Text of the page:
This tends to amuse me because they have probably just witnessed me gallivanting up to the counter at top speed. I love it when the person guiding me asks me if the speed is okay and if I would prefer the lift or the stairs/escalator.
I have already talked about this in an earlier post, but another common misconception regarding guide dogs is that they do a lot more of the heavy lifting than they actually do. Don’t get me wrong, these dogs are phenomenal! But guide dog mobility is teamwork. The dogs don’t know when the light is green or what train we need to catch.
And please let me assure you, these dogs love their work! I have had people in the past tell me that I am cruel for working my dog. Watch how excited she gets when she finds the thing I am looking for and tell me she’s unhappy in her work. And don’t worry, these dogs have plenty of time to be dogs too. Whenever I am at home, Cora is off harness and can roam around my apartment. She has plenty of toys that we play with, and she gets to free run at the park or beach from time to time. I believe that it is super important for Cora to be a dog and to let off steam when it’s the right time and place.
Now let’s tackle the complexities of language. Firstly, I don’t mind if you use visual language around me such as “watch a movie” or “have you seen so and so lately”. Sure, I may not have physically watched that movie with my very own eyeballs, but I think it’s just a figure of speech anyway. Plus, saying “have you heard that latest rom-com” sounds ridiculous! I also think it is a little awkward if you start to use that visual language and then correct yourself… “have you s… heard that latest rom-com”?
Secondly, I also don’t mind using the word “blind” (in case you haven’t noticed). I am happy to say “I am blind”. Some people seem to want to avoid the word as though it is too harsh or offensive. I have heard it phrased as “having sight issues”, “having limited sight” and “being hard of sight” as examples.
Admittedly, as a kid I did hate using the word “blind” and would prefer to say “I can’t see” because it felt less jarring. But now I am perfectly okay with it. There is also a movement these days that advocates for using “person first language” (such as a person who is blind) rather than “disability first language” (such as a blind person). Either way is fine with me. I don’t believe that simply mentioning my disability first makes me any less of a person. The word “disability” itself makes some people uneasy. “A person with different abilities” seems to be a favourite. I am not offended by this word either. I call a spade a spade and don’t feel the need to use euphemistic language.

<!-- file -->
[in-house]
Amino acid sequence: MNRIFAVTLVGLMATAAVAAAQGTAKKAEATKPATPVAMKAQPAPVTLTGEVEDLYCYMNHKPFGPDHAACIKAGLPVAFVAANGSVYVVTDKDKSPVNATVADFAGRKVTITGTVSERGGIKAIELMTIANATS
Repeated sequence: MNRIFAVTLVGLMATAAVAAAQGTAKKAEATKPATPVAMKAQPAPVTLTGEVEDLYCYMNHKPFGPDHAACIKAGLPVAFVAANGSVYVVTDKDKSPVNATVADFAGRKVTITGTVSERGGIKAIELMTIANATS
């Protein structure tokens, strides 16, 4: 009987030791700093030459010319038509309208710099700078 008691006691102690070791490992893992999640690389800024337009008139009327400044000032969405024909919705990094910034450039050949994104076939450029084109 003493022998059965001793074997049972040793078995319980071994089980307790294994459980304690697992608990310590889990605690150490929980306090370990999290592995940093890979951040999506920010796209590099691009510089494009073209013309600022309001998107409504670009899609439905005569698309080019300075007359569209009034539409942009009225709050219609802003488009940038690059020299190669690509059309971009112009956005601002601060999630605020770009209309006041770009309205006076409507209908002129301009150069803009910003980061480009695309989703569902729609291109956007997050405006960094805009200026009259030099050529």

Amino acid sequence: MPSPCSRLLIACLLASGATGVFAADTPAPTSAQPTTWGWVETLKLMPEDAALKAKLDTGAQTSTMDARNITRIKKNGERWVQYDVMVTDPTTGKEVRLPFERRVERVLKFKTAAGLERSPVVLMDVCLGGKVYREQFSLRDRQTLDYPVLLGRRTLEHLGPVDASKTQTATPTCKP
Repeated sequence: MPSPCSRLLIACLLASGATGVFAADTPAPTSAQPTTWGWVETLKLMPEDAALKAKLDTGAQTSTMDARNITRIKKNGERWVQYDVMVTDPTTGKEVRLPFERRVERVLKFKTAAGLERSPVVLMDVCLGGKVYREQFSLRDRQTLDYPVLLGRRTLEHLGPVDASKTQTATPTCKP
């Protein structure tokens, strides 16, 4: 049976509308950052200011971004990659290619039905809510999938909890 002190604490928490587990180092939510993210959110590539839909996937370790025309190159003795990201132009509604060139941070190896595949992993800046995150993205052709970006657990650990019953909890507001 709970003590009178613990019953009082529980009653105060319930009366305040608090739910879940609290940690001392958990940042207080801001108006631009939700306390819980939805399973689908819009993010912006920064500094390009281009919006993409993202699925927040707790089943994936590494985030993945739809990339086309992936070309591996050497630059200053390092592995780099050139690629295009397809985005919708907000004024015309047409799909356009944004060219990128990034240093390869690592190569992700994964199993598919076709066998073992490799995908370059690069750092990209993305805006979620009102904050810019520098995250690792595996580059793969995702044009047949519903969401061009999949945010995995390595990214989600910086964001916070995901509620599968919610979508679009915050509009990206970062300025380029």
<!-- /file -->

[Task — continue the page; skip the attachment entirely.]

Thirdly, I am not okay with some language that tends to be used by charities in the disability space. “So and so suffers from blindness” is an example of a phrase that is often bandied about. This sort of emotive language is used to fetch a donation dollar, but it is not constructive.
These charities are also often the worst offenders for sharing “inspiration porn” as we often call it. Most of us hate it when people think we are inspirational just for completing mundane tasks. This is a fairly deep topic in itself that I won’t go into any further in this post, but I think the message that these charities send does nothing to overcome these underlying assumptions. In fact, they just reinforce the idea that every day is a struggle for us and undermines how capable we are.
Let’s delve into the idea of “suffering with blindness” a little deeper. For me personally, I don’t think being blind is all that bad. I certainly wouldn’t say that I was “suffering”. Sure, it might be a slight inconvenience now and then, but I am so used to it these days.
I do acknowledge though that I am lucky because I have been blind since such a young age (age three) so I can’t remember ever having full vision. This is all I have ever known. That means I haven’t had to go through the grief of having sight and losing it gradually due to a degenerative condition or suddenly in an accident for example.
I haven’t had to adjust to a totally new way of life. I haven’t had to adjust to learning braille, to using assistive technology, to engaging my other senses, anything like that. I haven’t had to deal with the loss of my primary sense. For that reason, I can’t possibly pretend to know how others feel about this.
But if a miracle cure were discovered suddenly and a doctor offered to restore my sight tomorrow, I genuinely don’t think I would accept it. Sure, it’s easy to say that when it’s a hypothetical scenario. If it were a reality, I would definitely have to give it some serious thought. It would be a hell of a decision to make. But from my perspective here and now, I wouldn’t want my sight restored. This is me, and I am happy with who I am.
Let me finish by returning to that fine print again. Please remember that the experiences and opinions I have shared here are only mine. While I don’t mind calling myself a “blind person”, others may find that offensive. While I am confident using an escalator, others may not feel comfortable doing so and some guide dogs can’t use escalators. So on and so forth.
As a result, the take-home message from this post is two-pronged. Firstly, don’t be afraid to ask us questions. Ask us which language we prefer, if we would prefer to take the elevator or the escalator, what assistance we require and the best way to provide that assistance, etc.
Secondly, try to be aware of any unconscious bias that you or those around you may have. And more importantly, try to challenge those beliefs if you do become aware of them. It is these unconscious biases that undermine the abilities of people with disability. Thank you for sticking with me, and for navigating this minefield together.